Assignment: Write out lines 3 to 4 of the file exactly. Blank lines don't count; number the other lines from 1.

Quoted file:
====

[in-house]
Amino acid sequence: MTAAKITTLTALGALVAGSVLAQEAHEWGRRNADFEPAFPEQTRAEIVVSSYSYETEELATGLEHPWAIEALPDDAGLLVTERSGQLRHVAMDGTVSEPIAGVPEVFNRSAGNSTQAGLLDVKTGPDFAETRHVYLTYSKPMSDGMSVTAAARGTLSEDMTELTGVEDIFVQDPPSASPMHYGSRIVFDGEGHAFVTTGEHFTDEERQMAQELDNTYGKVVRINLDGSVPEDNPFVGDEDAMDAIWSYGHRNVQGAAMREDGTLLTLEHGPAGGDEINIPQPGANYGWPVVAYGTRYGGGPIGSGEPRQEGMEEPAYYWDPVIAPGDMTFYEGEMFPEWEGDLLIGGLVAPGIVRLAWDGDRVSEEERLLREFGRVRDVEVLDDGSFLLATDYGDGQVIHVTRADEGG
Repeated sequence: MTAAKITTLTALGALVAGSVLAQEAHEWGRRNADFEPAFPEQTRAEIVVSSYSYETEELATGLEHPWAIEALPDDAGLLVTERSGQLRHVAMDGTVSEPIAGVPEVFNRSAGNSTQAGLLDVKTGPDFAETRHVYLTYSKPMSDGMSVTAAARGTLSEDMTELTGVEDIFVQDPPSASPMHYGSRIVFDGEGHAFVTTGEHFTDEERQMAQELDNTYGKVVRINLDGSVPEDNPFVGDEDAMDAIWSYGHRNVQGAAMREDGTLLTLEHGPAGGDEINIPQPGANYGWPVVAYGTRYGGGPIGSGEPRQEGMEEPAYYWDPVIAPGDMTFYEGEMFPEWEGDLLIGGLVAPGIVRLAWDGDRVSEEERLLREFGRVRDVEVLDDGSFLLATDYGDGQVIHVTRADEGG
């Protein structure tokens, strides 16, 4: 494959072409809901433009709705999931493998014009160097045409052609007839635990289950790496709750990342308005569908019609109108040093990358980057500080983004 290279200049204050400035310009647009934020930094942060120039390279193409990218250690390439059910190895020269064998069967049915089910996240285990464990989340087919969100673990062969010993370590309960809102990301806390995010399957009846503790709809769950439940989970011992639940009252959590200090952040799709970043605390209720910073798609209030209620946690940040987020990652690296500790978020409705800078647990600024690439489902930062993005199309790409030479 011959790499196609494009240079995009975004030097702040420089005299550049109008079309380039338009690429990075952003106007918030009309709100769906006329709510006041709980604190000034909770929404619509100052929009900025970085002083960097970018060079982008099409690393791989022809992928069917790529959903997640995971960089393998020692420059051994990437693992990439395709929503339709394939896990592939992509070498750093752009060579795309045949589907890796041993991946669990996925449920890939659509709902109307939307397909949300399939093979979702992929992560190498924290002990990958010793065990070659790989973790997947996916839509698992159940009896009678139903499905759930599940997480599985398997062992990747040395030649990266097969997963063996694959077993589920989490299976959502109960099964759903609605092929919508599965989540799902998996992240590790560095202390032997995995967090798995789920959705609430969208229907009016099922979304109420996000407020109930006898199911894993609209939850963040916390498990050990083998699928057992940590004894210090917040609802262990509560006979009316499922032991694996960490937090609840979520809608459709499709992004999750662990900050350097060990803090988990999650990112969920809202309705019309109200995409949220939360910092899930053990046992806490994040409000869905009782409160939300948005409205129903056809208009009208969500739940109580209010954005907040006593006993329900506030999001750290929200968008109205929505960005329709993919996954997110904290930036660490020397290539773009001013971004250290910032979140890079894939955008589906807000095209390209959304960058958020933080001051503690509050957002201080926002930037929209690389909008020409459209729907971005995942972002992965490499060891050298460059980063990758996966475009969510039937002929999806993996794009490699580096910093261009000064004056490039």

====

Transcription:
Repeated sequence: MTAAKITTLTALGALVAGSVLAQEAHEWGRRNADFEPAFPEQTRAEIVVSSYSYETEELATGLEHPWAIEALPDDAGLLVTERSGQLRHVAMDGTVSEPIAGVPEVFNRSAGNSTQAGLLDVKTGPDFAETRHVYLTYSKPMSDGMSVTAAARGTLSEDMTELTGVEDIFVQDPPSASPMHYGSRIVFDGEGHAFVTTGEHFTDEERQMAQELDNTYGKVVRINLDGSVPEDNPFVGDEDAMDAIWSYGHRNVQGAAMREDGTLLTLEHGPAGGDEINIPQPGANYGWPVVAYGTRYGGGPIGSGEPRQEGMEEPAYYWDPVIAPGDMTFYEGEMFPEWEGDLLIGGLVAPGIVRLAWDGDRVSEEERLLREFGRVRDVEVLDDGSFLLATDYGDGQVIHVTRADEGG
């Protein structure tokens, strides 16, 4: 494959072409809901433009709705999931493998014009160097045409052609007839635990289950790496709750990342308005569908019609109108040093990358980057500080983004 290279200049204050400035310009647009934020930094942060120039390279193409990218250690390439059910190895020269064998069967049915089910996240285990464990989340087919969100673990062969010993370590309960809102990301806390995010399957009846503790709809769950439940989970011992639940009252959590200090952040799709970043605390209720910073798609209030209620946690940040987020990652690296500790978020409705800078647990600024690439489902930062993005199309790409030479 011959790499196609494009240079995009975004030097702040420089005299550049109008079309380039338009690429990075952003106007918030009309709100769906006329709510006041709980604190000034909770929404619509100052929009900025970085002083960097970018060079982008099409690393791989022809992928069917790529959903997640995971960089393998020692420059051994990437693992990439395709929503339709394939896990592939992509070498750093752009060579795309045949589907890796041993991946669990996925449920890939659509709902109307939307397909949300399939093979979702992929992560190498924290002990990958010793065990070659790989973790997947996916839509698992159940009896009678139903499905759930599940997480599985398997062992990747040395030649990266097969997963063996694959077993589920989490299976959502109960099964759903609605092929919508599965989540799902998996992240590790560095202390032997995995967090798995789920959705609430969208229907009016099922979304109420996000407020109930006898199911894993609209939850963040916390498990050990083998699928057992940590004894210090917040609802262990509560006979009316499922032991694996960490937090609840979520809608459709499709992004999750662990900050350097060990803090988990999650990112969920809202309705019309109200995409949220939360910092899930053990046992806490994040409000869905009782409160939300948005409205129903056809208009009208969500739940109580209010954005907040006593006993329900506030999001750290929200968008109205929505960005329709993919996954997110904290930036660490020397290539773009001013971004250290910032979140890079894939955008589906807000095209390209959304960058958020933080001051503690509050957002201080926002930037929209690389909008020409459209729907971005995942972002992965490499060891050298460059980063990758996966475009969510039937002929999806993996794009490699580096910093261009000064004056490039």